NFC Championship Breakdown: Eagles-Cardinals
Who Has the Edge At...
So says the guy -- me -- who preferred Donovan McNabb over Eli Manning last week. (Well, I was right, wasn't I?) This pick is completely situational. On one hand you have McNabb, who played just well enough to get by last week and whose hot streak seems to have come to a sudden halt. Against the Giants he was just 22 of 40 for 217 yards with one passing score and two interceptions. And those incompletions had nothing to do with the setting; the wind at Giants Stadium was negligible. His passer rating of 58? It was the lowest for a winning quarterback in these playoffs. McNabb can't afford to play like that again; especially against a team that's putting up 27.2 points per game. I imagine a high-scoring shootout where Andy Reid asks too much of him, and that's when McNabb can get into trouble.
On the other hand you have Kurt Warner, who's 7-2 in the playoffs with a Super Bowl MVP under his belt. (Those two losses? Both by three points; one of them in the Super Bowl against New England.) He has a 92.6 rating in the playoffs. Oh, and he's playing at home, where he's 7-2 this season with a 19:6 touchdown to interception ratio. In those nine games he has six multi-touchdown efforts, and not once did he throw more than one pick. What can you say, the guy plays well when he sleeps in his own bed. (One of these days he's going to open up a press conference after a home win: "Well, I didn't stay at a Holiday Inn Express last night...")
Warner's downside is his propensity to get rattled, but we haven't seen that happen yet in the playoffs largely because his line has kept him on his feet. In two games Warner's been sacked just once. In turn, he's thrown just two interceptions and he hasn't fumbled at all.
Running Back: Cardinals
The Eagles run the ball perfectly well when they commit to it, but commitment hasn't always been the case this year. Brian Westbrook, their go-to guy, carried the ball fewer than 20 times in 11 of his 16 starts so far, including during all five Philadelphia losses that he played in. (Part of that can be attributed to injury.) He's been a bigger threat catching the ball out of the backfield where he has four touchdowns and three plays of more than 40 yards in the last seven games. Bottom line: He's pretty banged up and he's not a sure-thing to deliver the long first down carries Reid needs to sustain drives and keep Arizona's offense off the field. Westbrook's season average of 4 yards per carry tied a career low and in the playoffs he's been even worse: 1.95 yards a pop.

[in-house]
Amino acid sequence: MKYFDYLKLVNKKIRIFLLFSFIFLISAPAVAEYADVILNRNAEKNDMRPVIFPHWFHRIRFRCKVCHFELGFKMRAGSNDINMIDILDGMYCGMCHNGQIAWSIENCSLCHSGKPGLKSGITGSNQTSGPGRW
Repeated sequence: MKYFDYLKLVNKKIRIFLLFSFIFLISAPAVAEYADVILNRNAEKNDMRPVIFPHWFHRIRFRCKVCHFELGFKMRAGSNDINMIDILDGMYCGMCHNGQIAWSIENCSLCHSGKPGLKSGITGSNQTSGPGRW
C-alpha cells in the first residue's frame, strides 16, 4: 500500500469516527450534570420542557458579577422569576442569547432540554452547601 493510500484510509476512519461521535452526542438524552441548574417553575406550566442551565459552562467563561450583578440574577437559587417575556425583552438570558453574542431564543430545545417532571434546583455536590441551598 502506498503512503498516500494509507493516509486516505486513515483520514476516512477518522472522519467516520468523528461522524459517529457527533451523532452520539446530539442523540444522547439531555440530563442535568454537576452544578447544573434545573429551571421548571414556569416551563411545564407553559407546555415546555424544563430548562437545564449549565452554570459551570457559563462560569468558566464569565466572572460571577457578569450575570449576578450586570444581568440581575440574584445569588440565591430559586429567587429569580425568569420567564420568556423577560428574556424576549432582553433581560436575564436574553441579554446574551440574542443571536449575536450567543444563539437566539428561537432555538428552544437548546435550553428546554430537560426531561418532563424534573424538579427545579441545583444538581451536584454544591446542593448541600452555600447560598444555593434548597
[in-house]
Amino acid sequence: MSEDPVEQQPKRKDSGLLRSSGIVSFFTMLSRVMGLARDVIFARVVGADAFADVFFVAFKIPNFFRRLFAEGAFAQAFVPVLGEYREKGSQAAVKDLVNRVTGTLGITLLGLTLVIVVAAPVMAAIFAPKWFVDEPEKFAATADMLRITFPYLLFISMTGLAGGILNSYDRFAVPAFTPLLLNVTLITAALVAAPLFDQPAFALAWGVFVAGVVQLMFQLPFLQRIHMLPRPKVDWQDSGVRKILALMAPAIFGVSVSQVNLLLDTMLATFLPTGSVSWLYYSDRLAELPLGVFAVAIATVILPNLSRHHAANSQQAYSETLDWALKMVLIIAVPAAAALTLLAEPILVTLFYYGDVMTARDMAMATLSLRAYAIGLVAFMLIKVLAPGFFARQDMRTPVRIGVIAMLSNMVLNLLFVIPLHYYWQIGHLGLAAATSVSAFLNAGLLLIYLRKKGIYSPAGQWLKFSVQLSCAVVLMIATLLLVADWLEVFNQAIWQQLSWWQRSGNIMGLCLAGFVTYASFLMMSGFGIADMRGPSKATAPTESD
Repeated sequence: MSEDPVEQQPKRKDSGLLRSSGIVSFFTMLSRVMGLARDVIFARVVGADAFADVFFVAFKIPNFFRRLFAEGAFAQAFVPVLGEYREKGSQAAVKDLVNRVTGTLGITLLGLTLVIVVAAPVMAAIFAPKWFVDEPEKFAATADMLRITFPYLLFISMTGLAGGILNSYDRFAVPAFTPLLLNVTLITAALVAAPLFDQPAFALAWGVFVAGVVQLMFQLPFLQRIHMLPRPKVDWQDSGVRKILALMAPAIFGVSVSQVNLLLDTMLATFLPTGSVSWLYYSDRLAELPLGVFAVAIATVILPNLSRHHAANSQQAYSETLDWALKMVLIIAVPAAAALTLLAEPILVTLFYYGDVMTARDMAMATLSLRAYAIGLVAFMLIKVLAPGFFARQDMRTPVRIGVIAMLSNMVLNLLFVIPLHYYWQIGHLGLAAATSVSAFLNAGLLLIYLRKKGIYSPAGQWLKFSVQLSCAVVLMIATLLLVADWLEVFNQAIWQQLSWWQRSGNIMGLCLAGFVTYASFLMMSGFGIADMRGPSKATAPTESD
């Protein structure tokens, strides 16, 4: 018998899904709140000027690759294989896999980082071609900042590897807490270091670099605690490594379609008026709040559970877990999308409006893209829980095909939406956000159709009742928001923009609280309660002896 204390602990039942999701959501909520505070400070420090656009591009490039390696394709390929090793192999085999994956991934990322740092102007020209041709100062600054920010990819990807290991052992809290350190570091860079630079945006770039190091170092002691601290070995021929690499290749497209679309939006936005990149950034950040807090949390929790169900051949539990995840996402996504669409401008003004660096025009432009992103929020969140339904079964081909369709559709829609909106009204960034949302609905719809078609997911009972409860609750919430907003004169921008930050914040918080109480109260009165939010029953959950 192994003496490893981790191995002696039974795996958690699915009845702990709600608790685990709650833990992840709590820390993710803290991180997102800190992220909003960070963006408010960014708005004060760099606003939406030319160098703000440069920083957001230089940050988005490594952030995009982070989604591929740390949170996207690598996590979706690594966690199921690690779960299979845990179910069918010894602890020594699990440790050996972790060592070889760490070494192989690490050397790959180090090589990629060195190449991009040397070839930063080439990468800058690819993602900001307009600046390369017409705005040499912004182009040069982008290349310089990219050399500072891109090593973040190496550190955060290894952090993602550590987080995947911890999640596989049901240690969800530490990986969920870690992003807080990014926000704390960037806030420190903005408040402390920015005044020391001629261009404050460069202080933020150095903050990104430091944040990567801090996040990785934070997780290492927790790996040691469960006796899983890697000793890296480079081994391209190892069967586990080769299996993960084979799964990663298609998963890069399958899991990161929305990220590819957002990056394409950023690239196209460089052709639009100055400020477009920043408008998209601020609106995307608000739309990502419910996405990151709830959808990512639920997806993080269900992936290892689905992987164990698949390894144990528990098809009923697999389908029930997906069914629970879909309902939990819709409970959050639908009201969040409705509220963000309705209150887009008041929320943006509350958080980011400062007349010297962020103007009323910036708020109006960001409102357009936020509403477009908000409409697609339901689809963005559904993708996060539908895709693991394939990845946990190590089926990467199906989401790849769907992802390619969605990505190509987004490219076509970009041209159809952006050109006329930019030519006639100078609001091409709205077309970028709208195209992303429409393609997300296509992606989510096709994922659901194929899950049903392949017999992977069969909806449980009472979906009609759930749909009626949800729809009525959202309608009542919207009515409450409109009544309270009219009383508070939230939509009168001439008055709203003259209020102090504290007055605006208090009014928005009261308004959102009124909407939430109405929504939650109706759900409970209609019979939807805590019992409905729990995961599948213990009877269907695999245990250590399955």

The Cardinals are almost impossible to understand at this point. Through 16 regular season games they ran the ball less often and for fewer yards than every other NFL team. Their longest run was for 35 yards, right near the bottom of the league. Same thing with their running first down figures: 70 first downs for a 19.9 percent success rate.
But they're a different beast in the playoffs. Among teams that have played two games, they've run the most often (35.5 times per game) for the most yards (231) and for the most first downs (13). What's changed? Part if it is the commitment. Any team that sticks to the run will gain some confidence in it. But a larger part of it is Edgerrin James' newfound passion. The guy's moving piles, running through people where I used to see him lay down or step out of bounds. He's playing like a guy who wants a new deal -- which he does. Edge's contract is about to expire and he's essentially auditioning for the rest of the league on national television. In his past three games, including the year-end game at Seattle, James has rushed for 230 yards. That's more than he'd gained in the previous nine games combined, large chunks of which were spent on the bench. James is motivated and healthy; Westbrook is maybe one of those, hence the pick.
The Cardinals have three guys -- Anquan Boldin, Larry Fitzgerald and Steve Breaston -- with at least 1,000 receiving yards and 77 catches. Two of them, Boldin and Fitzgerald, have at least 11 touchdowns. Of course, there's a chance they play again without Boldin, who's got a groin injury, but that won't cause much alarm in the locker room. The Cardinals are 5-0 without him in the game.
The Eagles? They haven't had a guy who could crack this Arizona starting lineup since Terrell Owens left. DeSean Jackson remains their biggest threat, but he's a one-dimensional guy who still struggles day-in and day-out to run crisp routes. Beyond him Philadelphia has no wide receiver who's caught more than 33 balls or accumulated more than 440 yards. McNabb makes the best of this unit with short precision passes, and he uses his backs as receivers, but overall they pale in comparison to Arizona's guys.
Offensive Line: Eagles
The Eagles' unit made it through playoff tussles with Minnesota and New York while sustaining minimal amounts of damage so Arizona should be a relative cakewalk in pass protection. They'll be counted on heavily to help create holes for Westbrook in the running game, too.
The Cardinals line is up for a bigger challenge. They're a relatively young bunch and they'll get blitzed from every direction, as is Eagles coordinator Jim Johnson's habit. They haven't seen anything like Philadelphia's blitz in the playoffs so far, save for a few times against Carolina. In those cases it was all that Warner (who had trouble getting out from under center, lest his center and guards backpedal into him) could do to dump the ball. Johnson's guys will be licking their chops.